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Making a portrait of Mike Tyson

Lesson 41 from: Masters of Photography

Albert Watson

Making a portrait of Mike Tyson

Lesson 41 from: Masters of Photography

Albert Watson

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Lesson Info

41. Making a portrait of Mike Tyson

Albert delves into the inspiration behind his famous Mike Tyson photograph, reaffirming that preparation before a shoot is often key to transforming your vision into a reality.

Lessons

Class Trailer
1

Meet your Master

01:26
2

Learn from the journey

15:24
3

Using inspirations

08:43
4

Photography is stopping time

09:27
5

Albert's library of ideas

08:30
6

Tips on preparing for a portrait shoot

12:10
7

Setting up the studio

04:56
8

Understanding studio collaboration

07:35
9

The importance of casting and hair & make-up

08:59
10

Foreground studio set up

08:46
11

Studio session with a model - set up 1

11:23
12

Studio session with a model - set up 2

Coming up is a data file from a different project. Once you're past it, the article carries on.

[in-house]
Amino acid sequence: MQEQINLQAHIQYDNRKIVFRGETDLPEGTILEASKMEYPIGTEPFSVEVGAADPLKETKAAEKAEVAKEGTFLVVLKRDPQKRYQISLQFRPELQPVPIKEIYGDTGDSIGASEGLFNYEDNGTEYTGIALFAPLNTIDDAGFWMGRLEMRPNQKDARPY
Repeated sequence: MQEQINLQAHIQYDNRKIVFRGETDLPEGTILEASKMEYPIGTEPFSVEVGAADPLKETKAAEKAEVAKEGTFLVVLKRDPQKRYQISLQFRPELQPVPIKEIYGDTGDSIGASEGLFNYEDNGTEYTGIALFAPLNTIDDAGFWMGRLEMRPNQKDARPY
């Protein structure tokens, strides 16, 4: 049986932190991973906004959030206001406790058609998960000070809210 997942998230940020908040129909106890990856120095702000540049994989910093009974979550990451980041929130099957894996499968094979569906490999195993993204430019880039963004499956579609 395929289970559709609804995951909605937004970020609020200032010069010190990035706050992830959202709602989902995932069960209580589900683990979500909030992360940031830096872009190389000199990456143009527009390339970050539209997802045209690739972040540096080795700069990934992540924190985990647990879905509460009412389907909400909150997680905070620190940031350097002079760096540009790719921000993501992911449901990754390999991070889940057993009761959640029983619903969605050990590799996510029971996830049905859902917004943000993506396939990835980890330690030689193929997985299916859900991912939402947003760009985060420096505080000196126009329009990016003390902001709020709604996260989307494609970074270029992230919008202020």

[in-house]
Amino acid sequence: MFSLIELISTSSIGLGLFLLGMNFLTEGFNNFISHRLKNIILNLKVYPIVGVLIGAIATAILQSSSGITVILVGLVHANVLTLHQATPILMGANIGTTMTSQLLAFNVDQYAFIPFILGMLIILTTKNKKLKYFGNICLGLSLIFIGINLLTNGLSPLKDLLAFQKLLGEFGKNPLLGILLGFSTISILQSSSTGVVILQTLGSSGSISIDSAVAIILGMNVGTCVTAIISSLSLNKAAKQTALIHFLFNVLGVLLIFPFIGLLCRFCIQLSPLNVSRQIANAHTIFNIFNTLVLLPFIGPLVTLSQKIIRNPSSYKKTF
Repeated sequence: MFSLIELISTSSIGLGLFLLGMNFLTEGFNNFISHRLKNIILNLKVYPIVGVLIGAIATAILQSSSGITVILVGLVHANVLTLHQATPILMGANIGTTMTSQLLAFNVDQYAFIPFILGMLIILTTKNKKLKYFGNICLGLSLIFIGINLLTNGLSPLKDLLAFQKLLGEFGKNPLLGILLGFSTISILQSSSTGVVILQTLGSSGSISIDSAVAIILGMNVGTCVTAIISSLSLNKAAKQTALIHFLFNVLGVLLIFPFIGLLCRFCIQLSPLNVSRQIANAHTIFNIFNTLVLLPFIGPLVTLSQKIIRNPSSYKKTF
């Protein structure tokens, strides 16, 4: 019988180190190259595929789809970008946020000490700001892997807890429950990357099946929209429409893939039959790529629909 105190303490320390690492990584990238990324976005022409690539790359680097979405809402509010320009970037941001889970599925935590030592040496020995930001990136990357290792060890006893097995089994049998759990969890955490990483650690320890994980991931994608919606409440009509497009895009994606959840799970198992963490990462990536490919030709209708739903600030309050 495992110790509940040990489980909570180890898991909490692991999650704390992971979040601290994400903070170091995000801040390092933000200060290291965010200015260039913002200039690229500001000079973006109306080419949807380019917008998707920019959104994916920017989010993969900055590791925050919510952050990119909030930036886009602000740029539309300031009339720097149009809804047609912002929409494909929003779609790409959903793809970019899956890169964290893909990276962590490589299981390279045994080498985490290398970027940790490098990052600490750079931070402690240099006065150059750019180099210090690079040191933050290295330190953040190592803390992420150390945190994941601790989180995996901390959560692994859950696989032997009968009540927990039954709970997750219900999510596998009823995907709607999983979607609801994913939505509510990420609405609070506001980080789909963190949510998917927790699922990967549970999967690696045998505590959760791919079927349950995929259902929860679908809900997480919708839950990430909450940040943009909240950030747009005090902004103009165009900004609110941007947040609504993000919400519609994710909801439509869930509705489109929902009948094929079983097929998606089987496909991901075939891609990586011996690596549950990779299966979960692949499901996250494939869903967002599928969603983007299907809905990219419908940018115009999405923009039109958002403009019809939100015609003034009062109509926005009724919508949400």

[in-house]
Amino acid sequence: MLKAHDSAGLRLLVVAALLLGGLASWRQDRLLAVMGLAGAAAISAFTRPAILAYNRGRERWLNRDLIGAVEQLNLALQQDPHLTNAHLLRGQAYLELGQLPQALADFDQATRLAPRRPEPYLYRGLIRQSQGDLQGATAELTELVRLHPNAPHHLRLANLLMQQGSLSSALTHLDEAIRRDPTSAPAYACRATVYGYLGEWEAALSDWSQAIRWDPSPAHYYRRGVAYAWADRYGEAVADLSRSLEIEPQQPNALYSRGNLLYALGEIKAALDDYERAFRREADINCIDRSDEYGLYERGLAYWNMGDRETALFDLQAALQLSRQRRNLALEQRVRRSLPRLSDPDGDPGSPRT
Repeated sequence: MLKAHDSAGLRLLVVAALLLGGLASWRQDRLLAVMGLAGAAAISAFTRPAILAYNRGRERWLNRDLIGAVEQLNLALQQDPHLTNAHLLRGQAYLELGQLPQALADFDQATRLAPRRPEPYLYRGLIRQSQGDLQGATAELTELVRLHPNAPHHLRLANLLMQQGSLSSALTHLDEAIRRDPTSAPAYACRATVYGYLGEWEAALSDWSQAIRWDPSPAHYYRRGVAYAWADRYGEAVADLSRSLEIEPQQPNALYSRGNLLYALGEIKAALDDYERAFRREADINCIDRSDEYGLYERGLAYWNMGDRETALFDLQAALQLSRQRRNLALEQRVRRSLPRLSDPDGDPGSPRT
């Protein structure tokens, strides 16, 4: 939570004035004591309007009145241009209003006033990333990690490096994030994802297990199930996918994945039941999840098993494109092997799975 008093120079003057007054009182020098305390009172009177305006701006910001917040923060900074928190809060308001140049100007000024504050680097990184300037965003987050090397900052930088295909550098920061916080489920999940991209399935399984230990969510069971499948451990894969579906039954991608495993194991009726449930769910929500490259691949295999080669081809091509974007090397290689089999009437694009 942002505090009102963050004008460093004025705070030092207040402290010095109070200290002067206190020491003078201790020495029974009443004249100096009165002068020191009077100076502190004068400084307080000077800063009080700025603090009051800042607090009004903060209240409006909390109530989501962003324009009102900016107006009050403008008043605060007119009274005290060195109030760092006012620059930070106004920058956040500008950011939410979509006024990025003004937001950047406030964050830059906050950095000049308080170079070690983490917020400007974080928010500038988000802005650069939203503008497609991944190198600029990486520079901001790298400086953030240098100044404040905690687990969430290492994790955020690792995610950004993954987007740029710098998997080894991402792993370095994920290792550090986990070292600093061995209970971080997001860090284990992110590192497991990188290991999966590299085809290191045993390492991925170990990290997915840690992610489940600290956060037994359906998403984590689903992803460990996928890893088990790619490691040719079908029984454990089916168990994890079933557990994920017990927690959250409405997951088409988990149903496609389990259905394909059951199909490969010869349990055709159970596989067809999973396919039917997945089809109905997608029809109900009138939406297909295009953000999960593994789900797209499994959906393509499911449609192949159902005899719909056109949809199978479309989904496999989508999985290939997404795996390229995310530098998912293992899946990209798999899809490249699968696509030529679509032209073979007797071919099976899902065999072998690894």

05:55
13

Studio session with a model - set up 3

08:01
14

Picking the best shot

03:36
15

Working with photoshop

13:14
16

Creating a portrait of Alfred Hitchcock

04:18
17

The gigantic question... Colour or black and white?

07:55
18

One day with Kate Moss

05:06
19

Learn to have your ideas ready

06:14
20

Using Polariods

06:29
21

Creating beautiful photographs of hands

04:45
22

Controlling natural light

05:38
23

Shooting a monkey with a gun

06:27
24

Choosing your format

07:13
25

Composition and lens

04:47
26

Shooting landscapes. The Isle of Skye

15:18
27

Planning and ideas for a landscape shoot

06:32
28

Creating still life images

13:48
29

Photographing the Lost Diary

10:53
30

Shooting album covers

03:09
31

The Strip Search Project

10:28
32

Shooting Las Vegas landscapes

08:24
33

Photographing Breaunna

07:21
34

Balancing daylight, God bless America

03:45
35

Creating the Maroc Project

10:21
36

Creating the Maroc shoot

08:11
37

Photographing sand dunes

04:09
38

Photographing Moroccan children

10:42
39

Advice on making portraits

10:12
40

How to be alert to finding photographs

07:36
41

Making a portrait of Mike Tyson

02:40
42

Creating intense colour in a photograph

03:05
43

Portraits of rap stars and a Golden Boy

08:40
44

Photographing Jack Nicholson

04:21
45

Creating a portrait of David Cronenberg

02:14
46

How to light only using two $10 bulbs

07:30
47

Studio fashion set up 4

10:48
48

Studio session with a model. The geography of a face

13:05
49

Look inside the picture

02:57
50

Creating memorability in an image

02:54
51

Combining nudes and landscapes

04:52
52

A perfect print

07:51
53

The business side of things

06:51
54

Conclusion and farewell

03:55

Lesson Info

Making a portrait of Mike Tyson